Fantastic Fest Interview: "Butt Fantasia"
Short and sweet Q&A with director Mohit Jawal
By Richard Whittaker,
5:45PM, Wed. Sep. 25, 2019
Everybody's got one: a fantasy that is. Also, everyone's got a behind, and the two universal constants converge in short film "Butt Fantasia."
The Austin-shot short by director Mohit Jaswal gets its Austin premiere this week ahead of screenings of the similarly-fixated feature Butt Boy, so we asked Jaswal five short and sweet questions about butts, making a musical about butts, auditioning butts, kaiju butts ... and butts.
Austin Chronicle What is the funniest part of the body, and why is it the butt?
Mohit Jaswal: Of all the funny body parts, I think I'd have to go with the butt. I think its just so - wait how'd you know I was going to say that?
What else? Nipples are funny. Hairy earlobes. The little wrinkly bits of skin where your fingers bend – does that have a name? Its fun to laugh at things that might make you uncomfortable.
AC: Who's idea was it to make a short film about one man's butt obsession, and make it so lyrical?
MJ: It was my pals Nathaniel Hendricks, Zach Desutter, and myself. We're in a video sketch group called the Texas Dog Show. Basically, Nathaniel came up with the title "Butt Fantasia" and I decided it would be a good idea to spend a year of my life discovering what that movie looks like.
The lyrical style was influenced by the cartoon. We wanted a dreamy vibe where the viewer becomes mesmerized by the sudden shift in visuals and music selections. It felt appealing to play with those tonal shifts.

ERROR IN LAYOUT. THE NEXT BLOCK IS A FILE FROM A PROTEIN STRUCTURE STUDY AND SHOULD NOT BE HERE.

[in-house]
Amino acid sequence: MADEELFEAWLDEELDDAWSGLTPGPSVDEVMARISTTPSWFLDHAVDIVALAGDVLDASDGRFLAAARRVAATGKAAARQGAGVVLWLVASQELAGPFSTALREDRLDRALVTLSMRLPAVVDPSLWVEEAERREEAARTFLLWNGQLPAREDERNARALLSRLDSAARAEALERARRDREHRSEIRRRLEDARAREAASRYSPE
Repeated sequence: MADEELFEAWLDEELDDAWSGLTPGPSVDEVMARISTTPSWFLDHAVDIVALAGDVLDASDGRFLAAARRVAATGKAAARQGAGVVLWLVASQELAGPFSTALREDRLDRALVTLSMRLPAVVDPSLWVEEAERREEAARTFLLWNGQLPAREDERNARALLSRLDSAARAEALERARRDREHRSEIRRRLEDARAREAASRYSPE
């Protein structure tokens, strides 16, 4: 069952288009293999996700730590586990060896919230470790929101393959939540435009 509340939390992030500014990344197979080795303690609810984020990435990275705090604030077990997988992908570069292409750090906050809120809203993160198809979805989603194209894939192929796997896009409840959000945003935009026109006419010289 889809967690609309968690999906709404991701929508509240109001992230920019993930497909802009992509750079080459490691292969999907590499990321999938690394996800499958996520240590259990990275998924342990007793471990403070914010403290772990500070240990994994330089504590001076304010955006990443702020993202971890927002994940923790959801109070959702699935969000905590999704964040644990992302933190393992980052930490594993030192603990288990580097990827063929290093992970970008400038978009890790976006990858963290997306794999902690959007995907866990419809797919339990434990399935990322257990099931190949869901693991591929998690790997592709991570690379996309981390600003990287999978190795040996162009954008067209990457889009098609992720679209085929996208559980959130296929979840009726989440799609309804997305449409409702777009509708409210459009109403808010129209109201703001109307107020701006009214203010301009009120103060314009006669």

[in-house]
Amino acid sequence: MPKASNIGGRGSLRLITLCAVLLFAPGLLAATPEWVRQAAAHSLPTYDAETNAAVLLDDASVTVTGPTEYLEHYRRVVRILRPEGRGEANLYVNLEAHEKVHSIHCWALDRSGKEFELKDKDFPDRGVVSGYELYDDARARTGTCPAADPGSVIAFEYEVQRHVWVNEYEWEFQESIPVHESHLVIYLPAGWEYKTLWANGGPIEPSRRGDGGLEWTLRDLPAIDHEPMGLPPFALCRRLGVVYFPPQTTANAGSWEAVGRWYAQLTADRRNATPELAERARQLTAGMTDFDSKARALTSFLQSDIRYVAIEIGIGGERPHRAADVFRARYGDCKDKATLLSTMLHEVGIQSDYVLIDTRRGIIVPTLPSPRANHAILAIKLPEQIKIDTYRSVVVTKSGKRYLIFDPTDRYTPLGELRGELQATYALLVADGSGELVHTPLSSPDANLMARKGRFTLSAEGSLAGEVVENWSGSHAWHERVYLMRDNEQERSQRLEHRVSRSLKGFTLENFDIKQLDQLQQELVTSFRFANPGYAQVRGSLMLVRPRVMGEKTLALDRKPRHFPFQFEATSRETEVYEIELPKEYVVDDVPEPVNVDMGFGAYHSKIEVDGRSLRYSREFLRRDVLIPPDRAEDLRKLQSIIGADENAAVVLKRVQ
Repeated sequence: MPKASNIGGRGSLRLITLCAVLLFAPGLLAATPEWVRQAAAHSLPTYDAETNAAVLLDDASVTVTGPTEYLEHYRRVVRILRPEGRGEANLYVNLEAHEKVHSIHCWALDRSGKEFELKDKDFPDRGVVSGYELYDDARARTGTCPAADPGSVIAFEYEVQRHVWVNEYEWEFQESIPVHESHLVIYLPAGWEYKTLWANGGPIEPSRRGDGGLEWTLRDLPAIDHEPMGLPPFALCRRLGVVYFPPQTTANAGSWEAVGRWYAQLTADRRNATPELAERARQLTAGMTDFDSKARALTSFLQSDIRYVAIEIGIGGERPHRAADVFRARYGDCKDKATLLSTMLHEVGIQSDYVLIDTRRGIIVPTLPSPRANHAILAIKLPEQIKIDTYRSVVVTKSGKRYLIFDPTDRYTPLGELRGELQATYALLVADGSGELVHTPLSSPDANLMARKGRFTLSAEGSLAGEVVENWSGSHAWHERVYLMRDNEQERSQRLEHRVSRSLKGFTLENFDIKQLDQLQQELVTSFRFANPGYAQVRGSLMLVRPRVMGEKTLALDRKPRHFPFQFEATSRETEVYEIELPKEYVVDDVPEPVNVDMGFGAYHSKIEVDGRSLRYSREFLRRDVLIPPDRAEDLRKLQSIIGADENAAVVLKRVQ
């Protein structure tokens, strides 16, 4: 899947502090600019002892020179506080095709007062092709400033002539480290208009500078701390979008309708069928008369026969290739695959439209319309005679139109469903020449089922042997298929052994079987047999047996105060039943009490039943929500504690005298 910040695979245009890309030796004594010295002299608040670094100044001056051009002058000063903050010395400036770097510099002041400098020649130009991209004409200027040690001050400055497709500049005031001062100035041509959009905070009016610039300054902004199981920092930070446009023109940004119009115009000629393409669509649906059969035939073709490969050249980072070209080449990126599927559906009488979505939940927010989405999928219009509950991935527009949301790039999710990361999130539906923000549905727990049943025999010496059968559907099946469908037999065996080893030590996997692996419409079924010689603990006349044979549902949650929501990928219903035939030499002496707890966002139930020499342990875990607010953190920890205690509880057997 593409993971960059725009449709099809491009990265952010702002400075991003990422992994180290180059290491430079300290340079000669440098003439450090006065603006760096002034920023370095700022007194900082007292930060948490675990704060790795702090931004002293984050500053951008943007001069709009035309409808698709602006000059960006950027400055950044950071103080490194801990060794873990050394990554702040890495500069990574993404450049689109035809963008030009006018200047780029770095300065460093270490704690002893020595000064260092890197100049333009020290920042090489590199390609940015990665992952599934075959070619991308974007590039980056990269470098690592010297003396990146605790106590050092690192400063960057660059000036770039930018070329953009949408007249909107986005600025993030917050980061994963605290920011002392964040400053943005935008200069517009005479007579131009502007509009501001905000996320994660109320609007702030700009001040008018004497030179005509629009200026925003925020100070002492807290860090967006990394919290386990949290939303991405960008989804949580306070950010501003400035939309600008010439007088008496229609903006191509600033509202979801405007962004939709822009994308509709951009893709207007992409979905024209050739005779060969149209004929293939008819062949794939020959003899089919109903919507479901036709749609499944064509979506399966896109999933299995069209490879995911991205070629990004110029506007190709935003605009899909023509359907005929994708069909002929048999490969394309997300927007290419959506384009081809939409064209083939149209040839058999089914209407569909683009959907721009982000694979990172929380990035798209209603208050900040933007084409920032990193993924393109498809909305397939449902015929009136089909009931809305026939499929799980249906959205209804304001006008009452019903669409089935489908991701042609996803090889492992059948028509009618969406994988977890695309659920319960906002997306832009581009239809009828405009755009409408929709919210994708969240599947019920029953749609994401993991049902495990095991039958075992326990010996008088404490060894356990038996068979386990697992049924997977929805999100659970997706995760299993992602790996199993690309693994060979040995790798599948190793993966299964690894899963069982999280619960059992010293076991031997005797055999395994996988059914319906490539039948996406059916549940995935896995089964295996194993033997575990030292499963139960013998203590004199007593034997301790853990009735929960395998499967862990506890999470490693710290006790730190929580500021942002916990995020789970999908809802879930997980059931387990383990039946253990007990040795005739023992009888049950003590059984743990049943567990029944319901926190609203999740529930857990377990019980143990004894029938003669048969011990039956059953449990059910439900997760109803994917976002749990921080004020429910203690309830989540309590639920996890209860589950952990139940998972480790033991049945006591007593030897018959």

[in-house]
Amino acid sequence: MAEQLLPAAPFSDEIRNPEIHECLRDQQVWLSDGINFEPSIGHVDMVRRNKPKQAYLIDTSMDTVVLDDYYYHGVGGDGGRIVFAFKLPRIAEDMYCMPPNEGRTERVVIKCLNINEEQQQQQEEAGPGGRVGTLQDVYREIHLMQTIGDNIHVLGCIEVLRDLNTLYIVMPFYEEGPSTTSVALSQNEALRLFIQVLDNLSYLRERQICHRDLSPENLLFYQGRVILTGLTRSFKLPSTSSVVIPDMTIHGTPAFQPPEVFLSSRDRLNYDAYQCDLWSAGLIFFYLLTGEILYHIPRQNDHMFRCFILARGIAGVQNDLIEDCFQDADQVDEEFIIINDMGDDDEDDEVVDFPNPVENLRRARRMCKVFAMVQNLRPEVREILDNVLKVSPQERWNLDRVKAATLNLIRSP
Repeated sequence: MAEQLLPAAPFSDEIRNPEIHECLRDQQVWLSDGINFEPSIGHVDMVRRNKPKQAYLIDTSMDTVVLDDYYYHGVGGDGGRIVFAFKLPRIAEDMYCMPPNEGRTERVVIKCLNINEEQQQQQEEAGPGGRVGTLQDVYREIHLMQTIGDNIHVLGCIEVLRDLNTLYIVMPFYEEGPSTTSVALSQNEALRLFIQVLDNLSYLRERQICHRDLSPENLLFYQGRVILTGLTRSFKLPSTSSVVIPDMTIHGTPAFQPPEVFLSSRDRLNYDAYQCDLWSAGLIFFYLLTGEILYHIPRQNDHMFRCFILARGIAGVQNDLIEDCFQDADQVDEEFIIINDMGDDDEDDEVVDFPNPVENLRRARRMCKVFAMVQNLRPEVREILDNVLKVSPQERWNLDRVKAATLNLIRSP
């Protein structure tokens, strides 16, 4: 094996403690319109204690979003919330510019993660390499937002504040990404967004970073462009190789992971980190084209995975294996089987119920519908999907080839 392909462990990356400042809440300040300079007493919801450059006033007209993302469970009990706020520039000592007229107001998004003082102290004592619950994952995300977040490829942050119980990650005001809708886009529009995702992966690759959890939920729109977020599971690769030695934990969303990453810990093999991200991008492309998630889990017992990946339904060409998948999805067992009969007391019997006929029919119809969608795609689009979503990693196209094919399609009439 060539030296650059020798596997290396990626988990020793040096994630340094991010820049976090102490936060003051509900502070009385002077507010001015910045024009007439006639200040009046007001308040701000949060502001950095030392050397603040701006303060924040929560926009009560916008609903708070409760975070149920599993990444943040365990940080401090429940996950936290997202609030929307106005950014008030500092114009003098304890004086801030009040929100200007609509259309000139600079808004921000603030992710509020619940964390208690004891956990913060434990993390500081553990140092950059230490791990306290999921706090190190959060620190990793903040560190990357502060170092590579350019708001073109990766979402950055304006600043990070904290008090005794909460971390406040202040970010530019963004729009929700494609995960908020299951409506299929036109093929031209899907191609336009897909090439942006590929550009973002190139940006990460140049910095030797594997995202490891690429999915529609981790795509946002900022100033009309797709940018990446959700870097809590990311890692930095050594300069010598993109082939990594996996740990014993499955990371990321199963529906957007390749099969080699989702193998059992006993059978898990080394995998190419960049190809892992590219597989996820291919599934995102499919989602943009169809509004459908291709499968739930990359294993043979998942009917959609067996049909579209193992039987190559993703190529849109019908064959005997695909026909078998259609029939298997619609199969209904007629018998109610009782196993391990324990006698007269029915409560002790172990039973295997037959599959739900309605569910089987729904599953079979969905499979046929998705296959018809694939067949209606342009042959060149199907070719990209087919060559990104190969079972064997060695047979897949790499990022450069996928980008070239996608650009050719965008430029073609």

AC: Is it easy to get enough people to drop trou for the screen, and fulfill every butt-related cinematic genre, for musicals to kaiju?
MJ: Not at first. I think a lot of people understandably thought we were being creeps when we asked to film their butts. We didn't want the movie to feel perverted. The movie should be a butt celebration! A lot of care went into the compositions to make sure that it didn't feel gross, and that we weren't taking advantage of anyone's vulnerability. We gained more trust once we had edited scenes to show that it was all a joke.
AC: You've mentioned that this was kind of a lark between friends, so what was your response when it actually got into Slamdance and now Fantastic Fest?
MJ: Its wonderful to know that I'm not alone in finding butt execution scenes funny. Also, I made this film rather selfishly in that every choice was made to try to make my friends and I laugh. We weren't trying to make a film for festivals or critics or whatever, it was a passion project for us, and yet this is the first time I've found success on this scale. Theres a lesson there that I haven't quite grasped yet. Like... you know... follow your dreams? Don't compromise on your vision? Something like that.
AC: Is there a feature version in the offing?
MJ: Dear god, no. Five minutes is plenty of butt fantasia.
Speaking of features – since "Butt Fantasia," Nathaniel Hendricks has gone on to direct the feature length film Ultimate World, and I directed the features Garbage and Night On Sixth. None of these films have butts in them, I apologize in advance. Hopefully you'll see them out on the 2020 festival circuit!
Thu. Sept. 26